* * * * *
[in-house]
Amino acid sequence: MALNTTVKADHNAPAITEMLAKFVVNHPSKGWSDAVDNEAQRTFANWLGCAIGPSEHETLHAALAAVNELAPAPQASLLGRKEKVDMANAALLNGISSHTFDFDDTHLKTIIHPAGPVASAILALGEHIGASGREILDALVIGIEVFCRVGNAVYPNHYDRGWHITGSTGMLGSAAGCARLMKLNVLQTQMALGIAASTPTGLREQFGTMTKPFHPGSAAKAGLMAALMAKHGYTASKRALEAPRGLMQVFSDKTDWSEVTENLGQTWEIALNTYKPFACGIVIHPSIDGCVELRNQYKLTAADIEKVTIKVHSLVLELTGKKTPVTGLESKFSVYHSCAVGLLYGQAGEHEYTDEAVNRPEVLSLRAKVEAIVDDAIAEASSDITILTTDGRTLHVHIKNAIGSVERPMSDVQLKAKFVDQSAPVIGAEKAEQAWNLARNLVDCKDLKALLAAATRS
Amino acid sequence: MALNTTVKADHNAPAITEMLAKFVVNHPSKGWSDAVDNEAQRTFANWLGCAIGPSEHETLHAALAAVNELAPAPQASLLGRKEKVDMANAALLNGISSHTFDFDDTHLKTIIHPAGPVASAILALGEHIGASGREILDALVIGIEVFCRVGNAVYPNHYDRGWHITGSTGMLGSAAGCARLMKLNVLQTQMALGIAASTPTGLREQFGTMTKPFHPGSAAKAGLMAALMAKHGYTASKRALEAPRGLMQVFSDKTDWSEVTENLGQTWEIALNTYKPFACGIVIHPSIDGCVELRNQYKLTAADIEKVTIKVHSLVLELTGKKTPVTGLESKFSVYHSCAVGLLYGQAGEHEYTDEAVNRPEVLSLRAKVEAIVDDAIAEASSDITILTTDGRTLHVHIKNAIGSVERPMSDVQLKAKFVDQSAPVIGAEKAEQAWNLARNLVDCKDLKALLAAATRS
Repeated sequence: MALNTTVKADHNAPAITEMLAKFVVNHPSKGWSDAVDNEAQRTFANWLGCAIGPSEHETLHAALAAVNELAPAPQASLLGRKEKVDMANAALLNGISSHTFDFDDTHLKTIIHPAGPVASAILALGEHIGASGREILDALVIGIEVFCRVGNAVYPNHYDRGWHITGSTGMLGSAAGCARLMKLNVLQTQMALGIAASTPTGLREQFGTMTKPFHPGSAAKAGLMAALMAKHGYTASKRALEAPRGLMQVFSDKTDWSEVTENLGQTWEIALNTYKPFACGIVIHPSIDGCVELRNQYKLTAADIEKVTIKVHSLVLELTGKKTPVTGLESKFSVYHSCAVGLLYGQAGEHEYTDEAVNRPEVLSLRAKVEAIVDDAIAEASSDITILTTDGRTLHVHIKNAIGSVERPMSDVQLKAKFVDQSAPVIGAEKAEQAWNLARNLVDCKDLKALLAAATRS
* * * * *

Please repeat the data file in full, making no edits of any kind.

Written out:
[in-house]
Amino acid sequence: MALNTTVKADHNAPAITEMLAKFVVNHPSKGWSDAVDNEAQRTFANWLGCAIGPSEHETLHAALAAVNELAPAPQASLLGRKEKVDMANAALLNGISSHTFDFDDTHLKTIIHPAGPVASAILALGEHIGASGREILDALVIGIEVFCRVGNAVYPNHYDRGWHITGSTGMLGSAAGCARLMKLNVLQTQMALGIAASTPTGLREQFGTMTKPFHPGSAAKAGLMAALMAKHGYTASKRALEAPRGLMQVFSDKTDWSEVTENLGQTWEIALNTYKPFACGIVIHPSIDGCVELRNQYKLTAADIEKVTIKVHSLVLELTGKKTPVTGLESKFSVYHSCAVGLLYGQAGEHEYTDEAVNRPEVLSLRAKVEAIVDDAIAEASSDITILTTDGRTLHVHIKNAIGSVERPMSDVQLKAKFVDQSAPVIGAEKAEQAWNLARNLVDCKDLKALLAAATRS
Amino acid sequence: MALNTTVKADHNAPAITEMLAKFVVNHPSKGWSDAVDNEAQRTFANWLGCAIGPSEHETLHAALAAVNELAPAPQASLLGRKEKVDMANAALLNGISSHTFDFDDTHLKTIIHPAGPVASAILALGEHIGASGREILDALVIGIEVFCRVGNAVYPNHYDRGWHITGSTGMLGSAAGCARLMKLNVLQTQMALGIAASTPTGLREQFGTMTKPFHPGSAAKAGLMAALMAKHGYTASKRALEAPRGLMQVFSDKTDWSEVTENLGQTWEIALNTYKPFACGIVIHPSIDGCVELRNQYKLTAADIEKVTIKVHSLVLELTGKKTPVTGLESKFSVYHSCAVGLLYGQAGEHEYTDEAVNRPEVLSLRAKVEAIVDDAIAEASSDITILTTDGRTLHVHIKNAIGSVERPMSDVQLKAKFVDQSAPVIGAEKAEQAWNLARNLVDCKDLKALLAAATRS
Repeated sequence: MALNTTVKADHNAPAITEMLAKFVVNHPSKGWSDAVDNEAQRTFANWLGCAIGPSEHETLHAALAAVNELAPAPQASLLGRKEKVDMANAALLNGISSHTFDFDDTHLKTIIHPAGPVASAILALGEHIGASGREILDALVIGIEVFCRVGNAVYPNHYDRGWHITGSTGMLGSAAGCARLMKLNVLQTQMALGIAASTPTGLREQFGTMTKPFHPGSAAKAGLMAALMAKHGYTASKRALEAPRGLMQVFSDKTDWSEVTENLGQTWEIALNTYKPFACGIVIHPSIDGCVELRNQYKLTAADIEKVTIKVHSLVLELTGKKTPVTGLESKFSVYHSCAVGLLYGQAGEHEYTDEAVNRPEVLSLRAKVEAIVDDAIAEASSDITILTTDGRTLHVHIKNAIGSVERPMSDVQLKAKFVDQSAPVIGAEKAEQAWNLARNLVDCKDLKALLAAATRS